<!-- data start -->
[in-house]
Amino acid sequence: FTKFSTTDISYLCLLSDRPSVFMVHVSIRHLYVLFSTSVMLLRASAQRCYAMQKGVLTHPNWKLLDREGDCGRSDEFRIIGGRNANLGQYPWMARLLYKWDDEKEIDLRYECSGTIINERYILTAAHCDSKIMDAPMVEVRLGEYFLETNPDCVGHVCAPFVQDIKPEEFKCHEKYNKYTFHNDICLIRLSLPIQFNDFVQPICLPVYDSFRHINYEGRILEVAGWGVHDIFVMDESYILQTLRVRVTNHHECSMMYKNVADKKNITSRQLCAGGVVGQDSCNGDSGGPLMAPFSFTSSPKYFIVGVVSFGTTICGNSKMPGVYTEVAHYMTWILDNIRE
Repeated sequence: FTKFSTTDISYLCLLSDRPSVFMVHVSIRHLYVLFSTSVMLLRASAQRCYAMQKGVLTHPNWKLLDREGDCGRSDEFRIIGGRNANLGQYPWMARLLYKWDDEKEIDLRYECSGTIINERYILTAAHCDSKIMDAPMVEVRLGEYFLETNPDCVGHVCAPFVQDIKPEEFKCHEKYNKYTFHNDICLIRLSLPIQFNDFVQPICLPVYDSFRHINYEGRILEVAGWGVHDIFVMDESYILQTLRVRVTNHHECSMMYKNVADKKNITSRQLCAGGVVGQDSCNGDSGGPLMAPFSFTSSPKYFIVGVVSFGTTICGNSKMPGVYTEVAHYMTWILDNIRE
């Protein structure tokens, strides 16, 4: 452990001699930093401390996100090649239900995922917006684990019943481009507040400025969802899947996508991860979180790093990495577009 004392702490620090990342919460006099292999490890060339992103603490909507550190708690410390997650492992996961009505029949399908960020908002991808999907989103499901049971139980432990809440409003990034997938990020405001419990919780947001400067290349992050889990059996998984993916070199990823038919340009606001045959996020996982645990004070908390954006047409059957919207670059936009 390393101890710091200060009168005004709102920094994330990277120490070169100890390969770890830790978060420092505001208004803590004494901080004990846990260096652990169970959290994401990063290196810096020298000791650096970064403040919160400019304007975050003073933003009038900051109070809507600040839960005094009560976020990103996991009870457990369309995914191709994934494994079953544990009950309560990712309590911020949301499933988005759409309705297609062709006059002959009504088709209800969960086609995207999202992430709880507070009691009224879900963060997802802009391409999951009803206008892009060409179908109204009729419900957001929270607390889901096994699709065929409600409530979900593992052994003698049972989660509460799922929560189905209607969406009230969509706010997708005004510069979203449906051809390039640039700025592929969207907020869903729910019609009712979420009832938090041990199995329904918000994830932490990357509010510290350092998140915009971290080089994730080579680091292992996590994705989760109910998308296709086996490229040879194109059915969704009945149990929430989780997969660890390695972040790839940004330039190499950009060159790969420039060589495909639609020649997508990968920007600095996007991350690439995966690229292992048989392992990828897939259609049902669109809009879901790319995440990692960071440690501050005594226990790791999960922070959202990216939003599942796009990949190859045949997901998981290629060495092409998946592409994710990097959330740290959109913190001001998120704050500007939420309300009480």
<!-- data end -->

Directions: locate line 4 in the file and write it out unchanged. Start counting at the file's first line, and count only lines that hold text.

């Protein structure tokens, strides 16, 4: 452990001699930093401390996100090649239900995922917006684990019943481009507040400025969802899947996508991860979180790093990495577009 004392702490620090990342919460006099292999490890060339992103603490909507550190708690410390997650492992996961009505029949399908960020908002991808999907989103499901049971139980432990809440409003990034997938990020405001419990919780947001400067290349992050889990059996998984993916070199990823038919340009606001045959996020996982645990004070908390954006047409059957919207670059936009 390393101890710091200060009168005004709102920094994330990277120490070169100890390969770890830790978060420092505001208004803590004494901080004990846990260096652990169970959290994401990063290196810096020298000791650096970064403040919160400019304007975050003073933003009038900051109070809507600040839960005094009560976020990103996991009870457990369309995914191709994934494994079953544990009950309560990712309590911020949301499933988005759409309705297609062709006059002959009504088709209800969960086609995207999202992430709880507070009691009224879900963060997802802009391409999951009803206008892009060409179908109204009729419900957001929270607390889901096994699709065929409600409530979900593992052994003698049972989660509460799922929560189905209607969406009230969509706010997708005004510069979203449906051809390039640039700025592929969207907020869903729910019609009712979420009832938090041990199995329904918000994830932490990357509010510290350092998140915009971290080089994730080579680091292992996590994705989760109910998308296709086996490229040879194109059915969704009945149990929430989780997969660890390695972040790839940004330039190499950009060159790969420039060589495909639609020649997508990968920007600095996007991350690439995966690229292992048989392992990828897939259609049902669109809009879901790319995440990692960071440690501050005594226990790791999960922070959202990216939003599942796009990949190859045949997901998981290629060495092409998946592409994710990097959330740290959109913190001001998120704050500007939420309300009480």